We have had PLENTY of high profile exhibits in Houston. One clear example: The MFAH was one of only 2 locales visited by MoMA’s Heroic Century collection, including undoubtedly some of the most impressive, iconic pieces in art history. On that note, the MFAH beat out every other art institution in the country in 2006 for charitable donations. The Menil boasts one of the most impressive surrealist and African art collections in the world. Between the MFAH, Menil, CAM, Lawndale, Diverseworks, Blaffer, etc., our art scene has room to grow- but it’s certainly nothing to sneeze at. The terra cotta statues are a treat to present, but the Bowers museum in LA (in which they are displayed) has a long way to go before it compares to the MFAH. (The MFAH’s Cheney exhibit displayed some of China’s most sought after CONTEMPORARY pieces- perhaps it’s more a question of tastes and programming?)

    That’s only visual art. We have one of the best ballet companies in the country- and an opera company that ranks #4 just under the Met, City Opera, and San Francisco.

    I recently sat in a meeting with the staff of Houston’s Fotofest in which they were relating a story about trying to pitch the recent Chinese Fotofest exhibition to CBS. Given the scope and scale of the project, the newsdesk was excited and ready to jump on the story… UNTIL they were reminded that it was in Houston, at which point they decided they were uninterested. Apparently, the media is bound and determined to paint Houston as a po-dunk oil town. It’s a prejudice and bias that we will continually fight until we start embracing and spreading the word about the wonderful arts culture we do indeed have here in Houston- to spread awareness even within our own city.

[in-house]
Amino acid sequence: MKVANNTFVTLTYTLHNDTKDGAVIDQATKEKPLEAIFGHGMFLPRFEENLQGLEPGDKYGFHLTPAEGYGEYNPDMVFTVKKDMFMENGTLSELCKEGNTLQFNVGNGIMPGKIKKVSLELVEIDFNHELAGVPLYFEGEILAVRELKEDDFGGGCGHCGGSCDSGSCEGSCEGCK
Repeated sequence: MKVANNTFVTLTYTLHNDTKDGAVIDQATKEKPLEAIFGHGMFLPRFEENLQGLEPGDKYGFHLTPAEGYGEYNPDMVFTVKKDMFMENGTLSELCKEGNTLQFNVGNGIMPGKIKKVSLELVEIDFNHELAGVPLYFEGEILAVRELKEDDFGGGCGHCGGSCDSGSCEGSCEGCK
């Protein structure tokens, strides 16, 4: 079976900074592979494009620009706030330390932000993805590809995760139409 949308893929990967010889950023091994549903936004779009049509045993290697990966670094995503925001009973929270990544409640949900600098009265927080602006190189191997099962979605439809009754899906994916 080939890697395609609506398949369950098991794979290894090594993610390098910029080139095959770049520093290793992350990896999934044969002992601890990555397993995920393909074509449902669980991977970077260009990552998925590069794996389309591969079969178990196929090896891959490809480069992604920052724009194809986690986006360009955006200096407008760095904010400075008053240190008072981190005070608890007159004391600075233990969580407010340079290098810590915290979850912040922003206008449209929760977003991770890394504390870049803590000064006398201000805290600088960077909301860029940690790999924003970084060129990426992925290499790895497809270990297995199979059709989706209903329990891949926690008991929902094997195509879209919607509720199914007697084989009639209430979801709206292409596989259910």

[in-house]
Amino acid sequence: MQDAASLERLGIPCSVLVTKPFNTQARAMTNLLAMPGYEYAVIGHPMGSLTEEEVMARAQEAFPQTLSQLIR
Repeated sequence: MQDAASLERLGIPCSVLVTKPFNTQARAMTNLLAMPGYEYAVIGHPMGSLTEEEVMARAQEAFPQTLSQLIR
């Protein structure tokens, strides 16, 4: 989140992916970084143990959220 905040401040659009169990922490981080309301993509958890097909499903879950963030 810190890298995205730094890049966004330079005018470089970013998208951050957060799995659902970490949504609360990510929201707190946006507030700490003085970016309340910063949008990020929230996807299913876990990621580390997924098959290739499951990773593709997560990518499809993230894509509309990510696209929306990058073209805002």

I appreciate the sentiments you share, because you are not alone in them and it affords me an opportunity to respond. Houston has an odd dilemma- we fight the perception that we’re a cowboy oil town within our country…and even within our own city. Yet, art collectors around the world see the value in Houston. I truly wish that instead of succumbing to those prejudices (and even perpetuating them), Houstonians would look a little closer to see the treasures under their noses.

  3. Christine thanks for taking the time to write a detailed response. I did not mean to say that efforts are not being made. But the fact remains that Houston has been unable to attract top talent. Why? because the artists do not find enough wealthy patrons to pay the price for their work. Recently i went to an art show in La Jola California. It was held on the portion of a major street. The artists were from around the world and the average price for a piece was in 10000s of dollars.

    If artists are pricing their pieces at that level on a street fest that means that the buyers are there. Unless we project Houston as a place where there are enough patrons we will not be able to attract top talent.